Missing Link

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Re: Missing Link

Postby spiral » 4:05 pm

As part of his work on terraces....Spiral has developed a unhealthy interest in stones and quarries...It's a bugger knowing where to start as orthodoxy appears equally baffled....

Basically everyone accepts that the Ancients were using a lot of wood...Then along potter the Romans who would have (by common consent) needed a lot of stone, gravel etc...not least for their roads and some urban building, along with the odd villa...but nobody really knows where it came from (unless it's Purbeck marble).

The archaeologists haven't helped, until recently by showing little interest in "low status" stonework and guessing where the high status stuff has appeared from.

Your canny ancients were probably adept at passing off the bad for the good....a practice that appears to have carried on till the formation of THE... British Stone Classification (Stone Federation GB)

"There are many different classification schemes for stone, which have prompted the industry to simplify descriptions. This has led to many problems when, for instance, a stone laid as a granite is actually found to be a different stone type altogether and does not perform as expected. The British Standard BSEN12440 (Denomination of natural stone) addresses the classification problem and insists upon the correct identification of stone type and origin."

Thank heavens.
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Re: Missing Link

Postby Boreades » 9:56 pm

Stone me!
I've been a bit worried about our local stone masons.
"Megaliths'R'Us" and "Menhirs without men hairs"
Perhaps their "ancient concrete" isn't as ancient as I expected?
Or are they fobbing me off with Roman concrete?
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Re: Missing Link

Postby Boreades » 10:45 pm

Spiral's interest in concrete and stonework may yet prove to be very healthy. At least, healthy for the state of one's finances.

Like M'Lady Boreades, who was showing an interest in relocating to somewhere with space for more hens and less children. (We might pin a note to the front door to tell the children we've moved). The pics in the advert looked nice. But the small print said: "Concrete screening test has graded part of the ground floor accommodation as Class B."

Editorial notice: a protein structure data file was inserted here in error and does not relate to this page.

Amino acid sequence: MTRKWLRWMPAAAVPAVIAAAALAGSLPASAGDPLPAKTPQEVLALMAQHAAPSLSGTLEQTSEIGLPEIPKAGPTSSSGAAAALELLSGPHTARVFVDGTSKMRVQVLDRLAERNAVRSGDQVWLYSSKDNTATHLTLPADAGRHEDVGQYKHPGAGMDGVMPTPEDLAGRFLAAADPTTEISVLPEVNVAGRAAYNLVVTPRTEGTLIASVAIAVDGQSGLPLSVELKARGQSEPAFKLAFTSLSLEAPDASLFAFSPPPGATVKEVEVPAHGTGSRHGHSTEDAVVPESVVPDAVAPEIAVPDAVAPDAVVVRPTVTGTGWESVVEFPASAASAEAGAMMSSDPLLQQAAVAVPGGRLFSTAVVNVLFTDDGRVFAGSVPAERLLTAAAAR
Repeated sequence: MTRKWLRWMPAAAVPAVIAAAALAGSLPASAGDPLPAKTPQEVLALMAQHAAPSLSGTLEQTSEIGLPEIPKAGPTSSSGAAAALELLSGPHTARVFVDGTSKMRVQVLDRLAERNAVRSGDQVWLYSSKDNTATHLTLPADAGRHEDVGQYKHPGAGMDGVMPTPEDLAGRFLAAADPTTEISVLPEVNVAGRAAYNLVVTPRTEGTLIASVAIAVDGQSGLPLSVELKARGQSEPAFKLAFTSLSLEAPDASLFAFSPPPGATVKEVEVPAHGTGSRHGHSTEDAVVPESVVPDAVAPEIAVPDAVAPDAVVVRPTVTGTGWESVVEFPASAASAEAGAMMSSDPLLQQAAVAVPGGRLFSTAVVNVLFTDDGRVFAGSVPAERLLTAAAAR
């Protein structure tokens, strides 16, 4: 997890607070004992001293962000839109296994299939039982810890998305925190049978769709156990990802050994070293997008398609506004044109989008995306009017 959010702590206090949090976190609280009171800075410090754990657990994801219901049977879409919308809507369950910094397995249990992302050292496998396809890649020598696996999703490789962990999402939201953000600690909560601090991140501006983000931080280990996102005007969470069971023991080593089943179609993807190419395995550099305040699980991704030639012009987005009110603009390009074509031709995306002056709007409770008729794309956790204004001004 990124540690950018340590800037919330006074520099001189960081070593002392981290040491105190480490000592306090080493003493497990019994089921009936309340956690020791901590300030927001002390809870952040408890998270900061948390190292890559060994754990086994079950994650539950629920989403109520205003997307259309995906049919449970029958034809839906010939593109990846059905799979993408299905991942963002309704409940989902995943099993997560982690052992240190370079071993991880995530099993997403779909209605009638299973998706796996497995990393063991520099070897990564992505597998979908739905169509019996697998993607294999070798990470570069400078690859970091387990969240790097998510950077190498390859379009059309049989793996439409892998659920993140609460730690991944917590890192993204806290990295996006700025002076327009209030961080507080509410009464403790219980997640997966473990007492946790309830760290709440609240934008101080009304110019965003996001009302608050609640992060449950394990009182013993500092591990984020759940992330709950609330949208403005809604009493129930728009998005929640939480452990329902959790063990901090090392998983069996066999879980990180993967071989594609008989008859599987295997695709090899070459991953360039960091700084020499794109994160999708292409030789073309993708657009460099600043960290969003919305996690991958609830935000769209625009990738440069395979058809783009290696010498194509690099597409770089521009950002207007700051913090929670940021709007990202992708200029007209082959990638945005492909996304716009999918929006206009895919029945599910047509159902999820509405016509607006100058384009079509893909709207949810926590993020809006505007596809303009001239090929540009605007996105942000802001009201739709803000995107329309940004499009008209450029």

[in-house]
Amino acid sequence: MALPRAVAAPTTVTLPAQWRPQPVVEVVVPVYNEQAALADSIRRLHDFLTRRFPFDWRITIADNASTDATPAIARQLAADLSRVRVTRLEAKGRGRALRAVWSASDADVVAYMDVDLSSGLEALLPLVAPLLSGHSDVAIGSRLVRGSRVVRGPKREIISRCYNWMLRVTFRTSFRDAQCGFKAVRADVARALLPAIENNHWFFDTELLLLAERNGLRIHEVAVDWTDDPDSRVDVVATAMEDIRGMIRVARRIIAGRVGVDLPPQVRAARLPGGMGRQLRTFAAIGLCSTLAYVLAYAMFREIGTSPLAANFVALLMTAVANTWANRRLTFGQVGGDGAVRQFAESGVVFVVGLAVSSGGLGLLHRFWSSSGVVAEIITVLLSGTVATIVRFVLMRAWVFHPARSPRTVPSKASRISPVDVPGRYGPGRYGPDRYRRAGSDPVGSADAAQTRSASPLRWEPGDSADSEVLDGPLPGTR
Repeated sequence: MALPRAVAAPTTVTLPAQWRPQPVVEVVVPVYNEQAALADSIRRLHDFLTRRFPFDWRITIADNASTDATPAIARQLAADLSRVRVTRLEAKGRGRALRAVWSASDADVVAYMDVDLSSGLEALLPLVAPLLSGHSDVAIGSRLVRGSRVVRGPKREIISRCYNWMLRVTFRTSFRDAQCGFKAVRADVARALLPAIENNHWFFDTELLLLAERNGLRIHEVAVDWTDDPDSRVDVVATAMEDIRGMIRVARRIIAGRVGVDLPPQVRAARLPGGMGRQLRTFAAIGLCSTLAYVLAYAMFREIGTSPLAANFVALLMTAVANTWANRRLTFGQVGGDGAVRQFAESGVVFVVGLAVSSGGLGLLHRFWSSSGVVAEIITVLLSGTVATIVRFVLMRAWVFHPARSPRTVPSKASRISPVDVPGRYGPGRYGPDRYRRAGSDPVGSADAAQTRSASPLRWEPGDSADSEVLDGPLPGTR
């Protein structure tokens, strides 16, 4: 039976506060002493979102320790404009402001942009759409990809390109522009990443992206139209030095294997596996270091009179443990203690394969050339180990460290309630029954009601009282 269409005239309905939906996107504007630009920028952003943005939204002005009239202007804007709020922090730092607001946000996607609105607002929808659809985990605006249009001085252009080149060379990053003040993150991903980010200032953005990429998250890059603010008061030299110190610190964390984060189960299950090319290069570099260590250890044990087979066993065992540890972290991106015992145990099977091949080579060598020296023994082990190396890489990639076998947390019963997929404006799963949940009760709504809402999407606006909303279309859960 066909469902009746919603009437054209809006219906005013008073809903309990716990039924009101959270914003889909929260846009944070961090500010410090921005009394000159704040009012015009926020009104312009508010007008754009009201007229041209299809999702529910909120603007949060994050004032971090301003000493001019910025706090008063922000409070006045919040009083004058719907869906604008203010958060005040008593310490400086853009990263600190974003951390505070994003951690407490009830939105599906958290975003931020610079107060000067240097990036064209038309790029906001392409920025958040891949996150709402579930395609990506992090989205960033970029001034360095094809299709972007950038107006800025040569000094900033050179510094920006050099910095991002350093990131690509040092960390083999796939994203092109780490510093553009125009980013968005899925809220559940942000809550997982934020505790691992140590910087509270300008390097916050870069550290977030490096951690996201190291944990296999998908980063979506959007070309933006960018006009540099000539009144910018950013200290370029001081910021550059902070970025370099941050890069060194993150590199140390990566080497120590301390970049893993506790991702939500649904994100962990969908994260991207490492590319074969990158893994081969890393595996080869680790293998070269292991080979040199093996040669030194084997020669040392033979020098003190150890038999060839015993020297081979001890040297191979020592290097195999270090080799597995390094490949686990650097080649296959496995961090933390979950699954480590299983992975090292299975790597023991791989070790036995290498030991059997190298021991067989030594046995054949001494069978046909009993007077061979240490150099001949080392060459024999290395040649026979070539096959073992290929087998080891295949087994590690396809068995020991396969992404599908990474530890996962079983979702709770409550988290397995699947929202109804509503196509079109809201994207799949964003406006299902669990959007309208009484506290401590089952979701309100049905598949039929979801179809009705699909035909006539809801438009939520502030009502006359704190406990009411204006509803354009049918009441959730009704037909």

We thought, now then, that's not the usual kind of florid prose one usually finds in an estate agents' blurb.

Sure enough, a quick search revealed that: Thousands of homeowners in the south-west are discovering their properties may be worth 25% less than they thought because they have "infected" concrete. These homes, built between 1900 and 1950 using cement mixed with waste from tin, lead and copper mines, are said to be "mundic" – a Cornish word for chemical pyrites embedded in the waste and which turn to sulphuric acid when water penetrates the concrete. The acid then causes the concrete to crumble.

http://www.theguardian.com/money/2009/n ... -mortgages

So - "mundic" - a new word for the TME vocabulary.
It's not just what they put in the pasties.
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Re: Missing Link

Postby TisILeclerc » 9:42 am

And three crouched human burials

"What makes this site really significant is we have evidence of early Saxon occupation mingled with the latest Roman remains," said Mr Macaulay, deputy regional manager for Oxford Archaeology East.

Saxon pottery, beads, worked antler and metalworking residues were uncovered.

He added: "This a rare example of the Roman to Saxon transition in the east of England."

https://www.bbc.co.uk/news/uk-england-c ... e-49019401


A later Roman or early Saxon child was found buried with a bead necklace and bone-carved hairpin in the shape of an axe

Oh dear. It's like Meet the Family. And Hyacinth Bucket wouldn't want to be reminded about her distant relics and relatives I'm sure.

Looks like Mr Harper should contact them about infringement of copyright. Must be a load of back payments in that.

Who'd have thought of it. Celts, Romans and Saxons all living in the same house. Sounds like a Notting Hill squat.
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